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FASTER, PLEASE, I’M NOT GETTING ANY YOUNGER: Scientists successfully create age-resistant mice with hyper-long telomeres. “The mice live for longer and in better health than would be expected for their species, while also being free from age-related conditions such as cancer and obesity.”

And neither are you.

FASTER, PLEASE: Phage Therapy Could Beat Drug-Resistant Illnesses. People have been talking about this my whole life. Maybe one day it will happen.

FASTER, PLEASE: Rep. Cheney to Introduce Legislation Mandating Full Dismantling of Iran Nuclear Deal.

FASTER, PLEASE: USAF Leaders Considering Arsenal Plane Options.

An arsenal plane would be a multi-engine platform that accompanies remotely piloted aircraft and fighter jets in combat and totes “network-enabled, semi-autonomous weapons,” according to a 2016 Air Force video. The concept has been around for years under the Defense Department’s Strategic Capabilities Office.

The idea “takes one of our oldest aircraft platform[s] and turns it into a flying launchpad for all sorts of different conventional payloads,” then-Defense Secretary Ash Carter said in 2016. “In practice, the arsenal plane will function as a very large airborne magazine, [and] network to fifth-generation aircraft that act as forward sensor and targeting nodes.”

Senior leaders are still discussing the prospect of fielding such a plane, service spokeswoman Capt. Cara Bousie said Nov. 3.

At AFA’s 2019 Air, Space & Cyber Conference in September, Air Force Global Strike Command boss Gen. Timothy Ray told reporters the service was planning more experiments to flesh out the idea. More reports were due to senior leaders as well.

While people have speculated that the B-52 bomber would make an ideal arsenal plane, Ray indicated mobility platforms could be in the mix.

It’s a great idea, it can be done on the cheap, and so of course the brass have dragged their feet on it.

FASTER, PLEASE: How nuclear power will drive our energy future.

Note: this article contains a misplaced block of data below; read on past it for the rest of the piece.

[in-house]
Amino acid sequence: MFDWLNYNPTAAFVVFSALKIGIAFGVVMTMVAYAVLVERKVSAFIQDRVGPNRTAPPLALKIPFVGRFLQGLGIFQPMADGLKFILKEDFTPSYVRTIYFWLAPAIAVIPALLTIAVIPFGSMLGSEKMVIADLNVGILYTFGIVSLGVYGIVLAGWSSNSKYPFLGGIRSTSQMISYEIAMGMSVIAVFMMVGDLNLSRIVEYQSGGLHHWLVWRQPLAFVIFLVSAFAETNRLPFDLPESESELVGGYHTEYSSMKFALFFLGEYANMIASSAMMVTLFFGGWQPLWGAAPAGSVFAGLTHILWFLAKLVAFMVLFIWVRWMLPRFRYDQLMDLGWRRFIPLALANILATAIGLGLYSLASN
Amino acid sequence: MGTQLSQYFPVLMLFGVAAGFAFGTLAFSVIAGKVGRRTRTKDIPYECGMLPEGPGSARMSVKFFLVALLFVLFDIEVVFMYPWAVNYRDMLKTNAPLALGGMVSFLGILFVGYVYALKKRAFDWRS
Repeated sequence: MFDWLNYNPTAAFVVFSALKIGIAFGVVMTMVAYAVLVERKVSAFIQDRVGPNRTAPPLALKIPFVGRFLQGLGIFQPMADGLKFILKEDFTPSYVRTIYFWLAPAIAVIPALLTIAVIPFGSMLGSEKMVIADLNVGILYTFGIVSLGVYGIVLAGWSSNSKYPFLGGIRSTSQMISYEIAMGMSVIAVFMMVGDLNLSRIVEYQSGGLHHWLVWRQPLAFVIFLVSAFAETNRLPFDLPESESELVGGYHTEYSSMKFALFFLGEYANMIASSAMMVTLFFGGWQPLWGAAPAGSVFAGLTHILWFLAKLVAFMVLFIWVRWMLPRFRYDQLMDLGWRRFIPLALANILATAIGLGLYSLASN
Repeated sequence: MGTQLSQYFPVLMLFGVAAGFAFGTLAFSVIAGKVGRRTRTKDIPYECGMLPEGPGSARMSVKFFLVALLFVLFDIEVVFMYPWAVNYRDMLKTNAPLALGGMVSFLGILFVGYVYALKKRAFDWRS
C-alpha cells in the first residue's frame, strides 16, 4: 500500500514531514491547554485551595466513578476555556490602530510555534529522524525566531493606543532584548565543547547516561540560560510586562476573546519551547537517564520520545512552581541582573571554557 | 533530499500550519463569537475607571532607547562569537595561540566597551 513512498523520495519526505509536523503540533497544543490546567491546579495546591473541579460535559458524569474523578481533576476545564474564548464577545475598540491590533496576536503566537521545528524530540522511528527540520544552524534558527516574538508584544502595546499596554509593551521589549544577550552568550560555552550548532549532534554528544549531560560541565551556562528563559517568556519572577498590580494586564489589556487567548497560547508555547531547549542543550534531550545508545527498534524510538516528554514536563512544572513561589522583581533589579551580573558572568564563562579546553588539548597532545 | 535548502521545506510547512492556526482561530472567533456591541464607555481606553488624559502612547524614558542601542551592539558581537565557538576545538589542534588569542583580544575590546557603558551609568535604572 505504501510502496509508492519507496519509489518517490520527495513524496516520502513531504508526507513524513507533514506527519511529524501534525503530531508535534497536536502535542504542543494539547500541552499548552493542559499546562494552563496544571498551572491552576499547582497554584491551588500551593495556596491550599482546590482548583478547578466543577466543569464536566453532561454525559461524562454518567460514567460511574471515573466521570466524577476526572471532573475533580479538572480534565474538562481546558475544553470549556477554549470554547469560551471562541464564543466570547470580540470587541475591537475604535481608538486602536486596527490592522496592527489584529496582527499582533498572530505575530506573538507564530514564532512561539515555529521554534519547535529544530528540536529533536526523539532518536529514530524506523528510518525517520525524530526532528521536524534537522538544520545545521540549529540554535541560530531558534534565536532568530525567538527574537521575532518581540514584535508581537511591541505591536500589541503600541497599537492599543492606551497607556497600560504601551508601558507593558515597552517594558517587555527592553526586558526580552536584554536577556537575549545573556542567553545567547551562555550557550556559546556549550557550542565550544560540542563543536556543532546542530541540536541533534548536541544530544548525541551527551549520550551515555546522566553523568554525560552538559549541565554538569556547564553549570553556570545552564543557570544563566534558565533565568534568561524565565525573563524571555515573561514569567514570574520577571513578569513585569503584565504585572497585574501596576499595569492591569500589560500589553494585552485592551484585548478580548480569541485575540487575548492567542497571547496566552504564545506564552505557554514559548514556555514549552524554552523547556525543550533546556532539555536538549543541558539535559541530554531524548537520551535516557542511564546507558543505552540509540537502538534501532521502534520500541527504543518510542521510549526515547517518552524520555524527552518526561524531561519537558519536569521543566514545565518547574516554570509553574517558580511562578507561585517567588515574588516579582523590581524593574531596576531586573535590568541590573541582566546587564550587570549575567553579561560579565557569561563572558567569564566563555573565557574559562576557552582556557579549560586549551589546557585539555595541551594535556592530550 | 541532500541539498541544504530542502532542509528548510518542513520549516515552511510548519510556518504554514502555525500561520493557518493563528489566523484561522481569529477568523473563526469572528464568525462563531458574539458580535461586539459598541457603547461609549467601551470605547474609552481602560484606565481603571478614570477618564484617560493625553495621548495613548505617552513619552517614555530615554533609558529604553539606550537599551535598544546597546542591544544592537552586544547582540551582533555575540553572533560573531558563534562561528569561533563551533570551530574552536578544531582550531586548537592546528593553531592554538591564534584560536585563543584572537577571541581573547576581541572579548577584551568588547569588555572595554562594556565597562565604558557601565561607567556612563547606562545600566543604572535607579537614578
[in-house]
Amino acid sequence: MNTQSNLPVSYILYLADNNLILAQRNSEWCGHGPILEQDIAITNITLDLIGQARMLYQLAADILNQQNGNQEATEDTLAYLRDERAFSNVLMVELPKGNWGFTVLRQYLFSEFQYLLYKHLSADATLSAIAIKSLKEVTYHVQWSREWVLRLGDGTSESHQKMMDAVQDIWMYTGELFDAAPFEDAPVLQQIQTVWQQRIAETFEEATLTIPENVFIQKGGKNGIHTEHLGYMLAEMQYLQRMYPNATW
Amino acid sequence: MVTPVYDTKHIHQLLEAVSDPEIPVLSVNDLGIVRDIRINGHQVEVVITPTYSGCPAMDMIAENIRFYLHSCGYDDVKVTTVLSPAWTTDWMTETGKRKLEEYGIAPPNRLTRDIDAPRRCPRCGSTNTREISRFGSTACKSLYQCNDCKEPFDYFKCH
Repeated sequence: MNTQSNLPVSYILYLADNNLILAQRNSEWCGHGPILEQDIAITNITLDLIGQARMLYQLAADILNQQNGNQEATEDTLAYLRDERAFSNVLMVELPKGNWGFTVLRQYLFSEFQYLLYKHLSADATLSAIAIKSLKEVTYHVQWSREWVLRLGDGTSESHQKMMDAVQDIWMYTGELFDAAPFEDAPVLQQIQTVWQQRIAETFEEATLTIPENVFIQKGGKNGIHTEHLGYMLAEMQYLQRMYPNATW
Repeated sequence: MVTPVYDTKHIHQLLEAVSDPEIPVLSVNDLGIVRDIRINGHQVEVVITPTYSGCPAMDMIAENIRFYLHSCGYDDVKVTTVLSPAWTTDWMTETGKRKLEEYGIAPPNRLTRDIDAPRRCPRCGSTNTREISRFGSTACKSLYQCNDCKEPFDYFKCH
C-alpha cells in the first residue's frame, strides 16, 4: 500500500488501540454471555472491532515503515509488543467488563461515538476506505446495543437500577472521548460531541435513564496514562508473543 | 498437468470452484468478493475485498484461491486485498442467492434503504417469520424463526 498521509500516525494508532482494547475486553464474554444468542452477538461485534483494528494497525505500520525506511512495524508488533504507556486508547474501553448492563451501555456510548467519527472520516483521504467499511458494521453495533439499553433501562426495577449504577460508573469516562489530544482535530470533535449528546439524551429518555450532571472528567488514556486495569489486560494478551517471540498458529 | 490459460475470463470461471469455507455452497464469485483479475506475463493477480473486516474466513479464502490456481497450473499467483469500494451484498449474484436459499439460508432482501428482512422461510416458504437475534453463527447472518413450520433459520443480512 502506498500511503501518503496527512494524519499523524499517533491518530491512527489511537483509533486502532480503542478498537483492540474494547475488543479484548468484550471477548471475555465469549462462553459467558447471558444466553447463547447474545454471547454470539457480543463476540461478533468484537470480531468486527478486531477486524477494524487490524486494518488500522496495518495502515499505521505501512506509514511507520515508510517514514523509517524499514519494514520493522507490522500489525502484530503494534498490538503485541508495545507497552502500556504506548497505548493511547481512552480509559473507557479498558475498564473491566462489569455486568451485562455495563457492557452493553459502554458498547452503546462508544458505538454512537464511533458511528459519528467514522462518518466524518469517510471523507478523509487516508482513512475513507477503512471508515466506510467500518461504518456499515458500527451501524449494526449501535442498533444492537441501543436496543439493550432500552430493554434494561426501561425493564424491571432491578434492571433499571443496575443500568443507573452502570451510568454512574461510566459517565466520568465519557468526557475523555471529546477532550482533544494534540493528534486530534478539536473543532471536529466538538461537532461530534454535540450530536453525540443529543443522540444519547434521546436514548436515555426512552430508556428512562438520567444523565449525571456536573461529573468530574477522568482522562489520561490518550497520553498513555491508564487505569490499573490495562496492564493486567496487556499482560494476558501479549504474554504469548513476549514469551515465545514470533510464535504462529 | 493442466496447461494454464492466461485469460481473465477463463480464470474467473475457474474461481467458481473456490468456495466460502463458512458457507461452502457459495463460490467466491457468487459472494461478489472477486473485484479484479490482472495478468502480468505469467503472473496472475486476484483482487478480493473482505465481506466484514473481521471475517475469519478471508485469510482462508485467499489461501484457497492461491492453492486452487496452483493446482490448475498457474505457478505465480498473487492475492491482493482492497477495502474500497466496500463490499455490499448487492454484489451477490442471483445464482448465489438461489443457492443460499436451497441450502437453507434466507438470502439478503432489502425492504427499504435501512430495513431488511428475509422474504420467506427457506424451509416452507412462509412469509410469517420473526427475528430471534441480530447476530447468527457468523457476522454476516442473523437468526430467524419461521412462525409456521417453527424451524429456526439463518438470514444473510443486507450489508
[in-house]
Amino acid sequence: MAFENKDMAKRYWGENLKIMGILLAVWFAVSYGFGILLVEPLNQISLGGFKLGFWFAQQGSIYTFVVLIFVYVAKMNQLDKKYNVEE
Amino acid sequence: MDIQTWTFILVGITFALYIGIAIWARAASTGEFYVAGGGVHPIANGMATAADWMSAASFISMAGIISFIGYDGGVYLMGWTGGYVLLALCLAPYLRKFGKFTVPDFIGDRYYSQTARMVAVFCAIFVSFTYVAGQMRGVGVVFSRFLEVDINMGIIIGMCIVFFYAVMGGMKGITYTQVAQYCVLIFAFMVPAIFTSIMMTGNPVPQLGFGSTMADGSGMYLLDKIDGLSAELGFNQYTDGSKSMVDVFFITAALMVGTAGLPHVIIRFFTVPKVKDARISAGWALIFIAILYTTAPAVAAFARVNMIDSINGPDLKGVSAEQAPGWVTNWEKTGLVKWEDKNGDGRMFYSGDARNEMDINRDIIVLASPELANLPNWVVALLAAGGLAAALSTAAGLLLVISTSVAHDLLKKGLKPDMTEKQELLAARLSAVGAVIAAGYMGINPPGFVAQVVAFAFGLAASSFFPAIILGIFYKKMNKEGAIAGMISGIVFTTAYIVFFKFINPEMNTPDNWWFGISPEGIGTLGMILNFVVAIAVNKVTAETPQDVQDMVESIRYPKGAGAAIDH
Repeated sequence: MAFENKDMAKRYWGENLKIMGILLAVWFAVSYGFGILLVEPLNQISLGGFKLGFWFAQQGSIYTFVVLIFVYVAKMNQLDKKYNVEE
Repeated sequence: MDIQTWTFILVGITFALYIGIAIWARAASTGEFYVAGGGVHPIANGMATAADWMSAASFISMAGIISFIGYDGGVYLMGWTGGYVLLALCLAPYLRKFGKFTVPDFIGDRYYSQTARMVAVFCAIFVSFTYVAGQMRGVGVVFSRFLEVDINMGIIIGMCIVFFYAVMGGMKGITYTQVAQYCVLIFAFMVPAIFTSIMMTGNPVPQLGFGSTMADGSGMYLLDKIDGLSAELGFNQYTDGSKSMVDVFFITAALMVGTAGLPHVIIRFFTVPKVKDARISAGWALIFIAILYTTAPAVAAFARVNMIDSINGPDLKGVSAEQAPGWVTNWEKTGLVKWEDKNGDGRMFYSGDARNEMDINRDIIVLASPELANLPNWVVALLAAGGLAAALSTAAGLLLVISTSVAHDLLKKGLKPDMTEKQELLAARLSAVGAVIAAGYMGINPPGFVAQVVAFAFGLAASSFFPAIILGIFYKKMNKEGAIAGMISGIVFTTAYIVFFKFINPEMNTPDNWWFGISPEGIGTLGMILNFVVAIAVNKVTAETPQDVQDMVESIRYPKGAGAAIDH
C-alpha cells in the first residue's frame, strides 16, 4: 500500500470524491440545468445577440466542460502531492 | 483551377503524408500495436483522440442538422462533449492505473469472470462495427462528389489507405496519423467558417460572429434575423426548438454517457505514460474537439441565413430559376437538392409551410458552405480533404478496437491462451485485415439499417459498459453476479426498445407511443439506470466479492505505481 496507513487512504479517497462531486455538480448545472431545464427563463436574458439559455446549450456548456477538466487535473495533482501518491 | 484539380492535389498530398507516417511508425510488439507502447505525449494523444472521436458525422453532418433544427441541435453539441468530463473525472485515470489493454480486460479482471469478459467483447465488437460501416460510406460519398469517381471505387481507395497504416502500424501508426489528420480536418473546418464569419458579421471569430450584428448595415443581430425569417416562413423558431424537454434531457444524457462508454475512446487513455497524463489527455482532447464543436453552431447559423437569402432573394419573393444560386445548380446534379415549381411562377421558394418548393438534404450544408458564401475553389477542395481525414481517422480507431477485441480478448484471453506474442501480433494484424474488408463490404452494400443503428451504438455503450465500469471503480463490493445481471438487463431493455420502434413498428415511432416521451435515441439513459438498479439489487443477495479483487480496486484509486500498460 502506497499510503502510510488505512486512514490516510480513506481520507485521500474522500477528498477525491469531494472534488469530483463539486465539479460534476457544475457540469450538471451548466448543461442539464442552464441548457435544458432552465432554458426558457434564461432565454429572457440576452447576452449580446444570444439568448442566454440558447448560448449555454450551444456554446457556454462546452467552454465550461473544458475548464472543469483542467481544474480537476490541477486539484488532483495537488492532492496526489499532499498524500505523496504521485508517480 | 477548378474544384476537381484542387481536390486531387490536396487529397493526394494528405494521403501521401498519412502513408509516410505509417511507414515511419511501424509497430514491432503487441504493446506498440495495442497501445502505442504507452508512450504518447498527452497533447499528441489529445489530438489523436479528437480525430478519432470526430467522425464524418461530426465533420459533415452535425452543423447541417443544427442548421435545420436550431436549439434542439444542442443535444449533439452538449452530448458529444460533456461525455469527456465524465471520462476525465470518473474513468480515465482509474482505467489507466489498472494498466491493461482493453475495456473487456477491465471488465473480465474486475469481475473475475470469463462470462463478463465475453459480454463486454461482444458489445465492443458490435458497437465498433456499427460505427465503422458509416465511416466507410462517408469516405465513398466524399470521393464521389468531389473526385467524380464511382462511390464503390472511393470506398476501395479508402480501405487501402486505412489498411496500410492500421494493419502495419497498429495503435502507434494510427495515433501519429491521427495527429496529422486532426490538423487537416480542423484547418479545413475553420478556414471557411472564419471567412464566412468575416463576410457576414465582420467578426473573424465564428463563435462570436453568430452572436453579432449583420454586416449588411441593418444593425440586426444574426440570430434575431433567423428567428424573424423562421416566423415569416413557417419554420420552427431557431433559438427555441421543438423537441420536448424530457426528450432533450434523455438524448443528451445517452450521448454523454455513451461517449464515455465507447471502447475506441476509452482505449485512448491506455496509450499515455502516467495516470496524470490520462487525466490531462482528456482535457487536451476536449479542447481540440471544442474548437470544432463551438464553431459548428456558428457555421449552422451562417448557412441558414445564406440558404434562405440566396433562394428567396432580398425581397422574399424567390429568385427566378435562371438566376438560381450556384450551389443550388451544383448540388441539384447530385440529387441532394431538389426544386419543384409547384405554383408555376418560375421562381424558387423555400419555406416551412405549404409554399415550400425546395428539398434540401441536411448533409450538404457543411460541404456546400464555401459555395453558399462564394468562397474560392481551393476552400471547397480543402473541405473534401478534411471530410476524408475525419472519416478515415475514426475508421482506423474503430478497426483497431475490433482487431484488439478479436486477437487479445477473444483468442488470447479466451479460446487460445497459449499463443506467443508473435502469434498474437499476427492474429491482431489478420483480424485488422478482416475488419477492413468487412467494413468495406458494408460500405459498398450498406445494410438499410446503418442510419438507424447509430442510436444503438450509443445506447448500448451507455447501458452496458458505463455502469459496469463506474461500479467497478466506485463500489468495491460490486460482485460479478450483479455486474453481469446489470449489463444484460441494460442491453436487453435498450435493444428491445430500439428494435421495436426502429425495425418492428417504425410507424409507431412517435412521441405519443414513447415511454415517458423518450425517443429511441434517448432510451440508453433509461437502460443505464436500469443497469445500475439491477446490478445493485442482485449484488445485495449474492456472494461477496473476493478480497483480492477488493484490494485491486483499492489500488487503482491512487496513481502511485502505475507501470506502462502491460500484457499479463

FASTER, PLEASE: Water-hunting rover to land on lunar south pole in 2022.

FASTER, PLEASE: Rotavirus vaccine: A potential new role as an anticancer agent.

FASTER, PLEASE: Scientists developing diagnostic test which aims to detect antibiotic resistance in less than 45 minutes.

LET THE SUNSHINE IN: Justice Department to Allow Body Cameras in Joint Task Forces. “Change comes after local police complained about longstanding federal ban.”

While a growing number of police departments across the U.S. require body cameras for public accountability, the federal government maintains that recording federal agents’ work would jeopardize sensitive investigations, a policy that has also applied to local police who work on joint task forces.

A pilot program in at least six cities aims to strike a balance by allowing officers to wear the cameras only during some arrests and while executing search warrants, senior Justice Department officials said. But they would leave the cameras behind during missions involving confidential informants, classified information and national-security concerns. For example, the Federal Bureau of Investigation’s Joint Terrorism Task Force, which investigates potential terrorist attacks, would be prohibited from ever using the cameras.

Department officials said they hope a trial period of 90 days or longer will help answer major outstanding questions, including how footage should be stored and used in court cases; when cameras should be turned on or off; and how they should be used around undercover agents who require anonymity for sensitive cases.